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Katherine of Aragon may be better known as the first wife of Henry VIII but as a young girl she was being groomed to be the wife of a King and she herself was determined to become Queen. She married Arthur Prince of Wales (older brother to Henry VIII) at an early age but when he died her determination to become Queen knew no bounds and her fighting spirit found her betrothed to Henry VIII. But as we find out in this enjoyable historical novel, to get there she told a great lie that was to have massive consequences. As with some of her other novels, Gregory hones her skill yet again on giving a different slant to what one's heard before of this important woman in history. Terrific storyline although perhaps a little too drawn out for my liking.
Similar this month: None but try Isabel Allende.
Comparison: Posie Graeme-Evans, Sarah Dunant, Rose Tremain.
Katherine of Aragon is born Catalina, the Spanish Infanta, to parents who are both rulers and warriors. Aged four, she is betrothed to Arthur, Prince of Wales, and is raised to be Queen of England. She is never in doubt that it is her destiny to rule that far-off, wet, cold land.
Her faith is tested when her prospective father-in-law greets her arrival in her new country with a great insult; Arthur seems little better than a boy; the food is strange and the customs coarse. Slowly she adapts to the first Tudor court, and life as Arthurs wife grows ever more bearable. But when the studious young man dies, she is left to make her own future: how can she now be queen, and found a dynasty? Only by marrying Arthurs young brother, the sunny but spoilt Henry. His father and grandmother are against it; her powerful parents prove little use. Yet Katherine is her mothers daughter and her fighting spirit is strong. She will do anything to achieve her aim; even if it means telling the greatest lie, and holding to it.
Philippa Gregory proves yet again that behind the apparently familiar face of history lies an astonishing story: of women warriors influencing the future of Europe, of revered heroes making deep mistakes, and of an untold love story which changes the fate of a nation.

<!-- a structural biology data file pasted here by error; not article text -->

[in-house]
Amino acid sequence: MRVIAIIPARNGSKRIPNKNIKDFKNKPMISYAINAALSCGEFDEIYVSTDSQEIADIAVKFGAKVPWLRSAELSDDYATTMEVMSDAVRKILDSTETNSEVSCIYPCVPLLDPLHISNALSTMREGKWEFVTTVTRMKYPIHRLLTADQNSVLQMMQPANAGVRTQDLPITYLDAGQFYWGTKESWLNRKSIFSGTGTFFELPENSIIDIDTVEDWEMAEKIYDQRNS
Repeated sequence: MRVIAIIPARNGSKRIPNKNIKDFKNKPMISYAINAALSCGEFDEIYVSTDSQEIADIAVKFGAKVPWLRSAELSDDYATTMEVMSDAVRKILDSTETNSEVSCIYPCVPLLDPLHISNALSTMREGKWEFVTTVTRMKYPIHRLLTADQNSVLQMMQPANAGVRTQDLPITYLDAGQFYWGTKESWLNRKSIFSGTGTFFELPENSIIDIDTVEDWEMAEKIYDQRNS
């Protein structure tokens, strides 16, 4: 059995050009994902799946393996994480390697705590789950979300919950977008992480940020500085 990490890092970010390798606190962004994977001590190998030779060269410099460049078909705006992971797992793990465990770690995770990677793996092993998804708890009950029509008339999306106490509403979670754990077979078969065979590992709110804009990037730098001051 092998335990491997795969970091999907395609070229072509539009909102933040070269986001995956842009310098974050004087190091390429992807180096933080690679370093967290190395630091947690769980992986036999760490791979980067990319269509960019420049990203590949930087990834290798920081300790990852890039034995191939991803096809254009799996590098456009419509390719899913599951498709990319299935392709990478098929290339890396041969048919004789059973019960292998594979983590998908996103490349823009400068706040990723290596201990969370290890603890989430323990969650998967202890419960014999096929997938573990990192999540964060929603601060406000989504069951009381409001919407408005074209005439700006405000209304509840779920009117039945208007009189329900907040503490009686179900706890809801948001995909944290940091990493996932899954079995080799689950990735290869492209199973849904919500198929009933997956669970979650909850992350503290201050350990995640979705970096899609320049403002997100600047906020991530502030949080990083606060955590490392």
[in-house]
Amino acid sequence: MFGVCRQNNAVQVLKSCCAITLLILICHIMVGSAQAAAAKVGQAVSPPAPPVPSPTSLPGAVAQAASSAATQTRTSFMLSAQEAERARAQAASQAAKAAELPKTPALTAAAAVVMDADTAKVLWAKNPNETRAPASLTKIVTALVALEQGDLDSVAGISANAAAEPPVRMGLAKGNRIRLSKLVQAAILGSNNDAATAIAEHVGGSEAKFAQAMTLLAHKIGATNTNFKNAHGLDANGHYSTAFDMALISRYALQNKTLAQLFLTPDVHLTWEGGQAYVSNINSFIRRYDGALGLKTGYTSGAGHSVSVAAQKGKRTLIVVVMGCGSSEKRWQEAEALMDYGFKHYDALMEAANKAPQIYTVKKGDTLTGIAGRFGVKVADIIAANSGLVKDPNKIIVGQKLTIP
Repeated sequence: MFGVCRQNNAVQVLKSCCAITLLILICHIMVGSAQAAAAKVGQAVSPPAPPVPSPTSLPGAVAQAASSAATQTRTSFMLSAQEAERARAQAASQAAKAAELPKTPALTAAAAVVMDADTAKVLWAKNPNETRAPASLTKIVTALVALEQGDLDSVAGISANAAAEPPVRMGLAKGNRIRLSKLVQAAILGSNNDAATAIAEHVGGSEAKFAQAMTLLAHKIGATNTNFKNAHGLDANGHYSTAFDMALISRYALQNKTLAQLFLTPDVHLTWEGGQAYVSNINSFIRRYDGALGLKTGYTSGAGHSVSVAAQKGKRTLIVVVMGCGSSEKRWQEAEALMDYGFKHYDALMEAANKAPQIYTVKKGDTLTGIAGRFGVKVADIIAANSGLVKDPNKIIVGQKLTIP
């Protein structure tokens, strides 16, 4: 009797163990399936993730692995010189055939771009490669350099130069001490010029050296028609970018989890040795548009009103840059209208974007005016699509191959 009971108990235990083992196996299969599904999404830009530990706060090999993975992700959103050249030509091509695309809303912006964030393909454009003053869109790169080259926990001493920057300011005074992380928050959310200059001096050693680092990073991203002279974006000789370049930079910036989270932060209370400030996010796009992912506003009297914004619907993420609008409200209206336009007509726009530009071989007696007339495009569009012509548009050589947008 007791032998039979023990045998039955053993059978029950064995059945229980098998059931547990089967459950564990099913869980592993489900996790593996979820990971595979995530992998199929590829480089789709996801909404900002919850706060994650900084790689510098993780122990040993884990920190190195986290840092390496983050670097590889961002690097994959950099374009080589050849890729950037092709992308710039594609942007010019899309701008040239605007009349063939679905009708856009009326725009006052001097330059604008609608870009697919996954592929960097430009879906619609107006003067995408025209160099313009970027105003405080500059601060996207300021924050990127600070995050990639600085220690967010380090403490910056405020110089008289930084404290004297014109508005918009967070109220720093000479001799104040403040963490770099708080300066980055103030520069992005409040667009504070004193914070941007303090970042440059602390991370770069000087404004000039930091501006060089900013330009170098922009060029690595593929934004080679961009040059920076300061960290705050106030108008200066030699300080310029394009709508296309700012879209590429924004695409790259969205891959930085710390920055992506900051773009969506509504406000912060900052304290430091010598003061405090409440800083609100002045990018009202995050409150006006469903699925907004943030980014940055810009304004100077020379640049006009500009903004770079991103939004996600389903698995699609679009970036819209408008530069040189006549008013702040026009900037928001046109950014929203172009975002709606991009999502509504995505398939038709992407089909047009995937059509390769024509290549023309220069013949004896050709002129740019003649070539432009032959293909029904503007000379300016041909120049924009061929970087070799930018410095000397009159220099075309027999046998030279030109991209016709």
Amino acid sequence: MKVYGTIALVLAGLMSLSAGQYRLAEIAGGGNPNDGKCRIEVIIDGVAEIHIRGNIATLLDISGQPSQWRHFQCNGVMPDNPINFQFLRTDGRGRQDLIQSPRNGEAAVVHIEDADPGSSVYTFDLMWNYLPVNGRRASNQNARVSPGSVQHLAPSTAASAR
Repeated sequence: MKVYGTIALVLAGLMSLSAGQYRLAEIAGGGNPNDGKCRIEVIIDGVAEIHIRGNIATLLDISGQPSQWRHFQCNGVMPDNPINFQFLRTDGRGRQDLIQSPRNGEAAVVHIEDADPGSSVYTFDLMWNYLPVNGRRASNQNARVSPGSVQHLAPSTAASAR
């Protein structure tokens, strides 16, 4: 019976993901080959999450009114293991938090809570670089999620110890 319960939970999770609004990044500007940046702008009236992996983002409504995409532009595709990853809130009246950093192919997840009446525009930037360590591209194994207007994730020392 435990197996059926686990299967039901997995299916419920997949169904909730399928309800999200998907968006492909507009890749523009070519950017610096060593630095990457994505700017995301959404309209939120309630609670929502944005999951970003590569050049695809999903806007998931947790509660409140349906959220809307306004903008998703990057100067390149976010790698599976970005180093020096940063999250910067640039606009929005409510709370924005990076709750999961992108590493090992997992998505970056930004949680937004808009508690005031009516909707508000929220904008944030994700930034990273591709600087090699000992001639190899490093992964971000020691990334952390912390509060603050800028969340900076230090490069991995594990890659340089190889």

Closing date: 01/03/2020
'One of Gregory's great strengths as a novelist is her ability to take familiar historical figures and flesh them into living breathing human beings. The Constant Princess is a worthy successor to her previous novels about the Tudors and deserves to be a bestseller.' Daily Express
'Gregory's research is impeccable which makes her imaginative fiction all the more convincing.' Daily Mail
'Gregory is great at conjuring a Tudor film-set of gorgeous gowns and golden-lattered dining. She invokes some swoonsome imageswhile the politics are personal enough to remain pertinent.' Telegraph
Publication date: 02/05/2006
Publisher: Harpercollins Publishers
Format: Paperback (b Format)
Publication date: 24/10/2005
Publisher: Harpercollins Publishers
|Publication date:||2nd May 2006|
|Format:||Paperback (b Format)|
|Genres:||eBook Favourites, Historical Fiction,|
Philippa Gregory was an established historian and writer when she discovered her interest in the Tudor period and wrote the international bestseller The Other Boleyn Girl, which became a major film starring Natalie Portman and Scarlett Johansson. Several books later, she is looking at the family that precedes The Tudors in the The Cousins' War series, which was televised by the BBC as The White Queen. Philippa's other great interest is the charity that she founded nearly twenty years ago: Gardens for The Gambia. She has raised funds and paid for several hundred wells for the primary schools ...More About Philippa Gregory